Many things in our everyday lives are taken for granted, but occasionally we're stopped in our tracks. Suddenly, we again realise there is a loving God who watches over us.
This day was just a typical Monday and my husband had set out to do a few routine maintenance jobs at some of his investment properties. Since his retirement, days have been happily spent catching up on previously neglected and overlooked “odd jobs.”
His destination was a block of units a few kilometres from home, so with the trailer loaded with mowing equipment and various other tools, he headed off. As he was driving to the planned location, he decided on impulse to stop at a closer property to give those lawns a quick trim too. His change of plans were no doubt influenced by new tenants who had recently moved in and who seemed “to be a nice young couple who said they were interested in plants and gardens and wanted somewhere neat and tidy they could call their own.”
The mower was unloaded and about to be started, when from toward the back of the units, he heard a spine-tingling, distressed cry. “Help me. I've cut my wrist!” yelled James*—the new tenant— as he staggered toward the car, covered in blood.
My husband isn't too good at the sight of blood, so when he relayed the story to me some hours later, I could still sense his feeling of discomfort, dread and shock.
But I'll let Ken tell the story in his own words: “I took one look at James's wrist and wasn't sure whether he'd slashed it himself or had had a serious accident, although he was mumbling that he'd cut it on the window and needed an ambulance—quickly! “After a deep breath, I had another look and decided there wasn't time to wait for an ambulance. After wrapping his wrist with my T-shirt and giving him instructions to hold it tightly, I helped James into the front passenger seat and headed for the highway. After phoning for the nearest ambulance, the emergency-service operator said to go to the closest hospital as all ambulances were out on call.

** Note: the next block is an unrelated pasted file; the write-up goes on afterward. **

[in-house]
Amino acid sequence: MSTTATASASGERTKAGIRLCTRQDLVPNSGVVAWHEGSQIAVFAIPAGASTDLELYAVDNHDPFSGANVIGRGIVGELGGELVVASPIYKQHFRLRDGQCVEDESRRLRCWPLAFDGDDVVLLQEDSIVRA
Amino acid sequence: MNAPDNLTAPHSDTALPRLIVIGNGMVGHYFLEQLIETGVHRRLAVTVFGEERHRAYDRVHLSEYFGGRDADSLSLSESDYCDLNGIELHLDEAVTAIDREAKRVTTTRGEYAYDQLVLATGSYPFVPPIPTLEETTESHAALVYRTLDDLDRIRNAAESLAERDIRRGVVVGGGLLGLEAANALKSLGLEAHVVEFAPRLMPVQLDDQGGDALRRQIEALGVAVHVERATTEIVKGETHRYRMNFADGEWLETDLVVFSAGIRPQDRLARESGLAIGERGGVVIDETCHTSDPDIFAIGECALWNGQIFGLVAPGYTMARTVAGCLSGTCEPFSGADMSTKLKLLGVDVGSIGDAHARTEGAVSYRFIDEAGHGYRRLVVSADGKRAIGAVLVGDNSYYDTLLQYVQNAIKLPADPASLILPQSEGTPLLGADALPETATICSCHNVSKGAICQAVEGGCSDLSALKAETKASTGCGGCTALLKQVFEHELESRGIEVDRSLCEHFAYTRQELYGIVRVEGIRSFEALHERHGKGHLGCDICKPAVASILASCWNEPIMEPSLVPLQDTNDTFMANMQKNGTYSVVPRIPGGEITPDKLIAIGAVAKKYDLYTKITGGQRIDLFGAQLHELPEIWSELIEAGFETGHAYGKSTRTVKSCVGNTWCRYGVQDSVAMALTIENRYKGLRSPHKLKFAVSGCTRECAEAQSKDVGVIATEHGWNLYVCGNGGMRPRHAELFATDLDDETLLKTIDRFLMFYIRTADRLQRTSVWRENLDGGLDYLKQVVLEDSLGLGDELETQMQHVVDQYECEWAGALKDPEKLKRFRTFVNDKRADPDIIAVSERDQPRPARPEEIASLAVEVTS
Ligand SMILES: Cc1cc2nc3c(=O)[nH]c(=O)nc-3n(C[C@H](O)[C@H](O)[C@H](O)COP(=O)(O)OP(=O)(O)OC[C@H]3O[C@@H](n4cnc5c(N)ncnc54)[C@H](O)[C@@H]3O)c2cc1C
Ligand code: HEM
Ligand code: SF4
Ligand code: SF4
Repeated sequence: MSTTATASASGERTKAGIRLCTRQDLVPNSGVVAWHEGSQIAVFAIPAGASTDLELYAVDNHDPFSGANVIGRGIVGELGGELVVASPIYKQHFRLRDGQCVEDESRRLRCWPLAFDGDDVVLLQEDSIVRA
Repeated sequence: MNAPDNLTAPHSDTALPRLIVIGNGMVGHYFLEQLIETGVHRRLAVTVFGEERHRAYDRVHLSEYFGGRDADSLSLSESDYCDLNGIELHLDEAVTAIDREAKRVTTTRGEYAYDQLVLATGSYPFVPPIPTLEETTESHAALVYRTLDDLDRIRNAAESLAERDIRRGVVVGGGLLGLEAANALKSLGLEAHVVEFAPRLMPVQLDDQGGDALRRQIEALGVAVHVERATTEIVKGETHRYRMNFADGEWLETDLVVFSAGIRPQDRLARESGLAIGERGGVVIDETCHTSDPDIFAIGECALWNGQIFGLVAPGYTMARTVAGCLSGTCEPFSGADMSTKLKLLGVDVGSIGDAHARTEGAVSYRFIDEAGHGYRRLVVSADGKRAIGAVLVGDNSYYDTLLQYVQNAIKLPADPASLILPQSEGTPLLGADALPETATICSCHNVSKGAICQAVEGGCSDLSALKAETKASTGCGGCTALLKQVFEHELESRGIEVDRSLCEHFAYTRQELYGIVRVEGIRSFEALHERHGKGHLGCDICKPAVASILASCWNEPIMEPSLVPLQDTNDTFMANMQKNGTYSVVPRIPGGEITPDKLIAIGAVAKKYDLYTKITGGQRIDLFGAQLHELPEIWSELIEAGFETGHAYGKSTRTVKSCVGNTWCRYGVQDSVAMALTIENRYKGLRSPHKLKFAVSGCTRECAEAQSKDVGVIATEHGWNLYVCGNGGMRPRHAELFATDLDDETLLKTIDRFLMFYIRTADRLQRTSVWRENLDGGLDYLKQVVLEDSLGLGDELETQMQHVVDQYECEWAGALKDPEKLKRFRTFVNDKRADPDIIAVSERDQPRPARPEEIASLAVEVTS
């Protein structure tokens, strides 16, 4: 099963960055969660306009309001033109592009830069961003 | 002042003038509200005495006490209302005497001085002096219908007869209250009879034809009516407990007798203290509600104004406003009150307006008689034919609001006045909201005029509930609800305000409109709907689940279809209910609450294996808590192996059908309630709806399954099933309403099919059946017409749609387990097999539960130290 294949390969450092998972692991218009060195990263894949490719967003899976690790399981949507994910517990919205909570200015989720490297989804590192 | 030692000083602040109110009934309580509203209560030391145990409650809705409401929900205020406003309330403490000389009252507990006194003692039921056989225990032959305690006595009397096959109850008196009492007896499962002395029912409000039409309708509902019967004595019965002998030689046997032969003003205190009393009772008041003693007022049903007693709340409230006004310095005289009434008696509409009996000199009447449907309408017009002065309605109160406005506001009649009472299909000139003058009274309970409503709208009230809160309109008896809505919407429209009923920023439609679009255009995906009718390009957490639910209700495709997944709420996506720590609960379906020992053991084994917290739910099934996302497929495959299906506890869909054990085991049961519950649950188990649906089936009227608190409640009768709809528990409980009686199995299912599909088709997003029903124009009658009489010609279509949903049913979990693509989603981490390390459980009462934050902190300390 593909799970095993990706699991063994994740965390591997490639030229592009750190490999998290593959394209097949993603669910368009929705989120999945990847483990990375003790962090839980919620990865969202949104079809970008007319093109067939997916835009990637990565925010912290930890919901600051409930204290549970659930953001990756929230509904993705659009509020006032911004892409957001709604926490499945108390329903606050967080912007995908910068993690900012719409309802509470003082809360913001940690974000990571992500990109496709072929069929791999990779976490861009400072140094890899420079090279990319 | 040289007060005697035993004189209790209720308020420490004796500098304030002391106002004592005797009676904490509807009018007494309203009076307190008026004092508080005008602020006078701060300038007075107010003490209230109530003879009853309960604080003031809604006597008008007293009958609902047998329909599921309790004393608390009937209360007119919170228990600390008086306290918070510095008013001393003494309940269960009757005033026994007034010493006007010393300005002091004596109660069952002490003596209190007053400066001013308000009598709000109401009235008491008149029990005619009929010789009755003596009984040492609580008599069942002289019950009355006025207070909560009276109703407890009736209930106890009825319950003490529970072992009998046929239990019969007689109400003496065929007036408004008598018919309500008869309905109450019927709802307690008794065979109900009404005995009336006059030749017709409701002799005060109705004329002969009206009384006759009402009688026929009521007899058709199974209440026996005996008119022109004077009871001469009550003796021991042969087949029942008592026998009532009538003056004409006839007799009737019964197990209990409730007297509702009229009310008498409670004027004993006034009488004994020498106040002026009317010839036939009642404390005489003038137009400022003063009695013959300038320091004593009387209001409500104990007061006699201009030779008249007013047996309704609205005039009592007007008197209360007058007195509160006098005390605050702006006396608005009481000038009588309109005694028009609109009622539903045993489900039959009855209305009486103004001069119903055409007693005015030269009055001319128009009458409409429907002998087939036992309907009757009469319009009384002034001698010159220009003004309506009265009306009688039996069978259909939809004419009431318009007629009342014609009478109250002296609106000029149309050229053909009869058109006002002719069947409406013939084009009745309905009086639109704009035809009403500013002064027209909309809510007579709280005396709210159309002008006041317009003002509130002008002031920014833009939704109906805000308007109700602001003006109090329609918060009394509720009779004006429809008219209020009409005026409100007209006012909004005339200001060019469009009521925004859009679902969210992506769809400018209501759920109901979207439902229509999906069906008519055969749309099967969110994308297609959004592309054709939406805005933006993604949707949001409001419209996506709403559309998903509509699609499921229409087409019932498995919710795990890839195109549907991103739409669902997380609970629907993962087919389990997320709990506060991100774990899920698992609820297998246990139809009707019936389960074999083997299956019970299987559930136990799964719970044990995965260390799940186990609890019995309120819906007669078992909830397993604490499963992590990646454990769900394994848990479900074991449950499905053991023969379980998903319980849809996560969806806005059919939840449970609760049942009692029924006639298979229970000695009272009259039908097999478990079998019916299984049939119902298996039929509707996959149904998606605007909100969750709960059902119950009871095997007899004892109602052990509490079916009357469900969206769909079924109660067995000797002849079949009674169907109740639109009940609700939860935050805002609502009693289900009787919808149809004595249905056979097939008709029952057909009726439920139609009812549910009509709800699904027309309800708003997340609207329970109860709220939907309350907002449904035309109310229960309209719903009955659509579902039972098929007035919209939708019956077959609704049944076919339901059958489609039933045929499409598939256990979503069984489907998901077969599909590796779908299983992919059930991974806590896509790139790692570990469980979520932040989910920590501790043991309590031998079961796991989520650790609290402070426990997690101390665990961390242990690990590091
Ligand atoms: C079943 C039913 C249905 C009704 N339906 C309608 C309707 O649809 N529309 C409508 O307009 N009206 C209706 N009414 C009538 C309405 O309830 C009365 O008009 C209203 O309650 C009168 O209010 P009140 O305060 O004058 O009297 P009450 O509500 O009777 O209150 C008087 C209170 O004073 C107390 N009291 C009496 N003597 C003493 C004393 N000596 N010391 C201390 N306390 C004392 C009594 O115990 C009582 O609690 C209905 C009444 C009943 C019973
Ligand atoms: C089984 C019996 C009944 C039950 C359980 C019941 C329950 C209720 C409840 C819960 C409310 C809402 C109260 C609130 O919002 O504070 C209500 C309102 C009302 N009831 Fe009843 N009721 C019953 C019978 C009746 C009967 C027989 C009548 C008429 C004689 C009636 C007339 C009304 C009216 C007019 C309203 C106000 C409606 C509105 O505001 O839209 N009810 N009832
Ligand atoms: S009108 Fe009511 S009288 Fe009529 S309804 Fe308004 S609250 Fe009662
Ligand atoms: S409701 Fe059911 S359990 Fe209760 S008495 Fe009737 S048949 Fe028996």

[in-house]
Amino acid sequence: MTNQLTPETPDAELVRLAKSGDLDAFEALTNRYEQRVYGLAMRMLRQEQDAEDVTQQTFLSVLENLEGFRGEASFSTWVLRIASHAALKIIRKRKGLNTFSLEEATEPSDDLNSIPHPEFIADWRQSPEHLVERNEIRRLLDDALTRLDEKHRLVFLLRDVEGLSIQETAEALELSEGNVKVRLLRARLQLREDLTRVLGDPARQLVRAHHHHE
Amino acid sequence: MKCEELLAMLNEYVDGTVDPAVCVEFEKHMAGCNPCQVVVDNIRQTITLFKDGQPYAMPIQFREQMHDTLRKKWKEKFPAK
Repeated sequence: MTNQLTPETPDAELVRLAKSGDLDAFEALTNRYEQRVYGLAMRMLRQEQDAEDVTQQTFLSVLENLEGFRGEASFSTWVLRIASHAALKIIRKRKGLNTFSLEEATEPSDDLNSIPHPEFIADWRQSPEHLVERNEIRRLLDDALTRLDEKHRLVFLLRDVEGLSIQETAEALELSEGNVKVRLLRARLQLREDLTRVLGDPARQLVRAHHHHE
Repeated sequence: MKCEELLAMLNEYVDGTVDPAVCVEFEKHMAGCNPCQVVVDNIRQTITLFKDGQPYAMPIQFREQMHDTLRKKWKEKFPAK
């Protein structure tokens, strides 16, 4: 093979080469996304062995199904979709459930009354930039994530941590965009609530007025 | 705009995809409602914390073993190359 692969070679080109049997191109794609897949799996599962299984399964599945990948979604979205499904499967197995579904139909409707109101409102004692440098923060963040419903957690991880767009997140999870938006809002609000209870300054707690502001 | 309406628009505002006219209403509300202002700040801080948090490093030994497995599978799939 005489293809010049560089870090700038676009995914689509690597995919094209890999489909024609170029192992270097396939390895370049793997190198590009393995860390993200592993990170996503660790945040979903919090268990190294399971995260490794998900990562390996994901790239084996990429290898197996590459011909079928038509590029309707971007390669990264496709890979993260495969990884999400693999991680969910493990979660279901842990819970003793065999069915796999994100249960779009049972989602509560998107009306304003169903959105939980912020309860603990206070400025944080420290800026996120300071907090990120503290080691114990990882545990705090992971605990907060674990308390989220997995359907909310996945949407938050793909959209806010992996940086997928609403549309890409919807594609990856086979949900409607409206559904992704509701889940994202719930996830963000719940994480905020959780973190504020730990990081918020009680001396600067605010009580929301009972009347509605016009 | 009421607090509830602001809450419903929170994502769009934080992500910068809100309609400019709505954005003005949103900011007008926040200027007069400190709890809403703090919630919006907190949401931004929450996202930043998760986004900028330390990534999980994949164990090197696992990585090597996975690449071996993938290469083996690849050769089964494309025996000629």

“I drove faster than usual, honking the horn and with the lights flashing, which other drivers ignored, quite oblivious to my plight as the drama worsened within the car. I began to despair as no-one would get out of the way. Lunchtime traffic seemed unbelievably heavy and progress was life-threateningly slow.
“With my adrenaline kicking in— and a quiet prayer or two—I weaved in and out of fellow motorists, thankful that the hospital emergency crew was on stand-by.
“It seemed like an eternity, but soon we were only a couple of kilometres away. More moaning and groaning sounds from James, who was gasping, ‘Don't feel too good' as he slumped forward in his seat. Desperation increased on my part! “Approaching a notoriously busy intersection, it was my turn to moan ‘Oh no!' as the traffic lights turned orange. I quickly checked around, contemplating the risk of driving through the red light when in the rear-vision mirror I spotted a car approaching from behind with lights on the roof. As luck would have it—or was that divine intervention?—the vehicle drove into the lane beside me. I quickly wound the window down to ask (thinking it was an emergency-service vehicle) if they could give us an escort to the hospital.
“‘No,' he said, ‘we can do better than that. We're from CareFlight.**' “Moments later, with our vehicles parked by the side of the busy road, out stepped a doctor and paramedic with all the necessary life-saving equipment.
“By this time, James had collapsed, thankfully still alive, but not looking good. They rapidly went to work. What an unusual sight we must have presented, me standing there in board shorts —everyday Gold Coast attire—and workboots, holding up a bag with a drip and purposely trying not to watch as the two men worked frantically on James, who slowly began to respond.